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Wednesday, August 26, 2009

U.S. Middle East Peace Talks

'Better For Israel To Be Respected Than Loved'

The Jewish Press — Mike Huckabee, the former governor of Arkansas and a 2008 Republican presidential candidate, completed a three-day tour of some of Israel's holiest and most contentious sites last week with leaders of Ateret Cohanim.

During his eleventh visit to Israel since 1973, Huckabee toured Jewish neighborhoods within East Jerusalem and Samaria and consistently affirmed his support for Jews living in any and all parts of the Jewish homeland.
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US and Israel spar over settlements

Aljazeera — Talks between Binyamin Netanyahu, Israel's prime minister, and George Mitchell, the US Middle East envoy, are continuing behind closed doors in London amid disagreement over West Bank settlements.

Netanyahu has said he wants an agreement that allows Israel to proceed with some settlement construction and to restart peace talks with Palestinians.
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Palestinians Seek State by 2011

Fox News — Palestinian Prime Minister Salam Fayyad released a government plan Tuesday calling for the establishment of a de facto Palestinian state by the end of 2011 regardless of the outcome of negotiations with Israel.

The plan faces significant practical hurdles and raised worries that Fayyad was advocating the sort of unilateral actions toward statehood long opposed by the U.S. and Israel. Implementing it would mean overcoming likely Israeli opposition to key elements and Fayyad's own weak domestic political standing, and would also require hefty financial-aid commitments from foreign donors, such as the U.S., European Union and Arab states.
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Tuesday, August 25, 2009

Bernanke Reappointed as Fed Chief

Bernanke's Fed Confirmation May Focus on Slow Crisis Response

Bloomberg — Federal Reserve Chairman Ben S. Bernanke, likely to win confirmation to a second term, will confront critics in Congress who fault his response to the financial crisis and ad hoc bailouts for the industry.

Bernanke, nominated today by President Barack Obama for a four-year term beginning Jan. 31, also will defend the central bank’s independence as the administration and lawmakers seek to strip its power to protect consumers.
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Was Bernanke the Wrong Choice for Fed Chair?

The Atlantic — President Obama has re-nominated Ben Bernanke to serve as chairman of the Federal Reserve and everybody expects the Senate to confirm him. Although Bernanke has been widely praised for driving the expansionary monetary many think saved the financial system, he has his detractors. After all, you can't preside over the largest financial collapse since the Great Depression, extend trillions of dollars to keep our bedeviled banking system afloat and manage to escape criticism entirely. So here's one surprising critic: Stephen Roach, the chair of Morgan Stanley Asia, who writes: "It is as if a doctor guilty of malpractice is being given credit for inventing a miracle cure." Ouch!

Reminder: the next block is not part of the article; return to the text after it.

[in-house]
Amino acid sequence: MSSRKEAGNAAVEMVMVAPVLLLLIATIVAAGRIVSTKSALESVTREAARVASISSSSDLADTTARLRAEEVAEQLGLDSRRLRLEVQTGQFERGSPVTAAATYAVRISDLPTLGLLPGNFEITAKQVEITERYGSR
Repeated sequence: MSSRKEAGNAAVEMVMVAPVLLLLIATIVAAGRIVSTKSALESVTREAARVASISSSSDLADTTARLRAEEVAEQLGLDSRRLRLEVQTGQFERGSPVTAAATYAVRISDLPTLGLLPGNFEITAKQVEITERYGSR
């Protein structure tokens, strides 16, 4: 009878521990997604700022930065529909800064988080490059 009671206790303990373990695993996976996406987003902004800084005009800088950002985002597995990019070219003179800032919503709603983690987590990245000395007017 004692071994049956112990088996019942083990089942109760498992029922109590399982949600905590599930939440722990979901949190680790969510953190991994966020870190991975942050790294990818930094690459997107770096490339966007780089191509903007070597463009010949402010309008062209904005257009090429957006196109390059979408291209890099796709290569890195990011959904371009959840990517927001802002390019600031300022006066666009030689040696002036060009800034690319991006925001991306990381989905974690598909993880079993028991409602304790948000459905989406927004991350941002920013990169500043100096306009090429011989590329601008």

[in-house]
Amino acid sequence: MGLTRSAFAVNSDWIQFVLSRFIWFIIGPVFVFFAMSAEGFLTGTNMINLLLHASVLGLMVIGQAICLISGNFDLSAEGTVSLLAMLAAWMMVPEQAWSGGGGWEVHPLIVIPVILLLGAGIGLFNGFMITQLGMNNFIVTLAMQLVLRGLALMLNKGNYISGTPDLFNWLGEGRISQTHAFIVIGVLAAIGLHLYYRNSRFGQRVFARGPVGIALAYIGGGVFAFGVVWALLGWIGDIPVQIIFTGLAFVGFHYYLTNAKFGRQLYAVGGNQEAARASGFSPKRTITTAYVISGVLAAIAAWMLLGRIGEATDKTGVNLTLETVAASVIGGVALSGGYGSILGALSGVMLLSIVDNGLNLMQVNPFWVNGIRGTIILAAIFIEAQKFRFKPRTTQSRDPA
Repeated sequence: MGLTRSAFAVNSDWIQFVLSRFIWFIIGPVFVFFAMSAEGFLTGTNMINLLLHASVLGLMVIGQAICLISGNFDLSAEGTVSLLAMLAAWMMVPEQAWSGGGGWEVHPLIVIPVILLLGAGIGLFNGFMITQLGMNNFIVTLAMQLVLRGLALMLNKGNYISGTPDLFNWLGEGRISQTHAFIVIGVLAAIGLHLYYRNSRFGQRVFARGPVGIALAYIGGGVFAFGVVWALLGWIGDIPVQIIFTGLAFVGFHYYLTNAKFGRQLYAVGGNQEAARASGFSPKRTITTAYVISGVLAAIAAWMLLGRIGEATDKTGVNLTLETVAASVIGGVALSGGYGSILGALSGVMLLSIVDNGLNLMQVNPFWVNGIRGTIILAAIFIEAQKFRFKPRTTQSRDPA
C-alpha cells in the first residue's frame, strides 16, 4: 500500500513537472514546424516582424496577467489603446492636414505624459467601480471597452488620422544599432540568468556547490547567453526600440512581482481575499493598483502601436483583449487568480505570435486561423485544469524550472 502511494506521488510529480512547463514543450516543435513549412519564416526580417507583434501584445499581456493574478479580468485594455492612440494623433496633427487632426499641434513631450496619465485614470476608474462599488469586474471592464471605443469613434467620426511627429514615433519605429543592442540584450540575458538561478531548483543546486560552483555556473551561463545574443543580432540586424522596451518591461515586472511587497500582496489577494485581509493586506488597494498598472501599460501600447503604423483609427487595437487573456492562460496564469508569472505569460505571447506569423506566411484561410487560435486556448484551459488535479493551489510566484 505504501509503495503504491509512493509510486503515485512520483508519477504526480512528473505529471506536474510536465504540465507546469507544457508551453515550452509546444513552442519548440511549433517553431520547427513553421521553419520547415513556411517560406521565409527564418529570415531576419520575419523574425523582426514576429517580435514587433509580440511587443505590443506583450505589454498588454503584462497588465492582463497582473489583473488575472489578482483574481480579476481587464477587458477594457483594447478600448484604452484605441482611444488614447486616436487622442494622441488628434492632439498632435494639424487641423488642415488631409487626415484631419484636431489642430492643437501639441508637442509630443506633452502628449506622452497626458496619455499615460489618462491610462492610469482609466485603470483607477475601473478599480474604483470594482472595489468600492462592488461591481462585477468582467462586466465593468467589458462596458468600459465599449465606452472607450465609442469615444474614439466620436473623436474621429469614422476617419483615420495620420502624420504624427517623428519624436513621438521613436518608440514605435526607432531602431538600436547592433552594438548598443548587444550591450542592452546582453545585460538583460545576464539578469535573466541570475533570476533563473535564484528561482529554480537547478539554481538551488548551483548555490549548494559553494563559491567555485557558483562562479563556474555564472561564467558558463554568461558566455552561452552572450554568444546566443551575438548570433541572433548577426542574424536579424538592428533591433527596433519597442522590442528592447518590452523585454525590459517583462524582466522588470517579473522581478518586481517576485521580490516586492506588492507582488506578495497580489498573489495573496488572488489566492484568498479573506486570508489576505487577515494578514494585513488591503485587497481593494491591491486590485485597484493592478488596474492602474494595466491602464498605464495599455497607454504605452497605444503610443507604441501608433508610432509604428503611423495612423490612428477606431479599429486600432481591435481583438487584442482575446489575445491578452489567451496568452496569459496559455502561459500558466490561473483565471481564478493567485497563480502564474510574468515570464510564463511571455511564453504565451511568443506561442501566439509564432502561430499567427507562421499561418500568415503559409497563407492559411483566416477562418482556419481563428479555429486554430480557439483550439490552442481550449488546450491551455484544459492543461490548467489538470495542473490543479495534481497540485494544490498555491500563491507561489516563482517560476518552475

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Global stocks gain on Bernanke, data

Reuters — World stocks surged to 10-month highs on Tuesday after upbeat U.S. economic data and Ben Bernanke's renomination as Federal Reserve chief spurred optimism, but increased risk-taking weakened the U.S. dollar.

U.S. Treasury debt prices fell as the renewed gains on Wall Street and data on U.S. home prices and consumer confidence reduced a safety bid for bonds..
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Monday, August 24, 2009

Iran's Nuclear Rights

MP highlights Iran's inalienable nuclear rights

Tehran Times — An Iranian lawmaker on Saturday blasted the remarks by German chancellor on Iran, and underlined the country's inalienable right to use nuclear energy for peaceful purposes.

""If Iranians are asked about the country's nuclear program, they will call it (nuclear energy) their country's indispensible right,"" Mohammad Karim Abedi, a member of the parliament's National Security and Foreign Policy Commission, told FNA.
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Iran 'will co-operate with IAEA'

BBC — Iran will continue to co-operate with the United Nations nuclear agency, a foreign ministry spokesman has said.

Hassan Qashqavi appeared to confirm reports last week that UN inspectors were allowed access to Iran's nearly complete nuclear reactor at Arak.
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'Sanctions won't prevent Iran from legal rights'

Iran Press TV — Iran has taken a swipe at Germany over calling for sanctions on Iran's energy sector, saying that sanctions won't prevent Tehran from pursuing its legal rights.

“Experience has proved that sanctions are futile and won't prevent Iran from pursuing its legal rights,” Qashqavi said at his weekly press conference on Monday.
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Friday, August 21, 2009

U.S. Health Care

'Tea Party' Organizers Plan Anti-'Obamacare' Rallies Across the Country

Fox News — If Democratic lawmakers thought all the furor over President Obama's health care plan expressed this month at town hall meetings was dying down, they might be in for a surprise Saturday.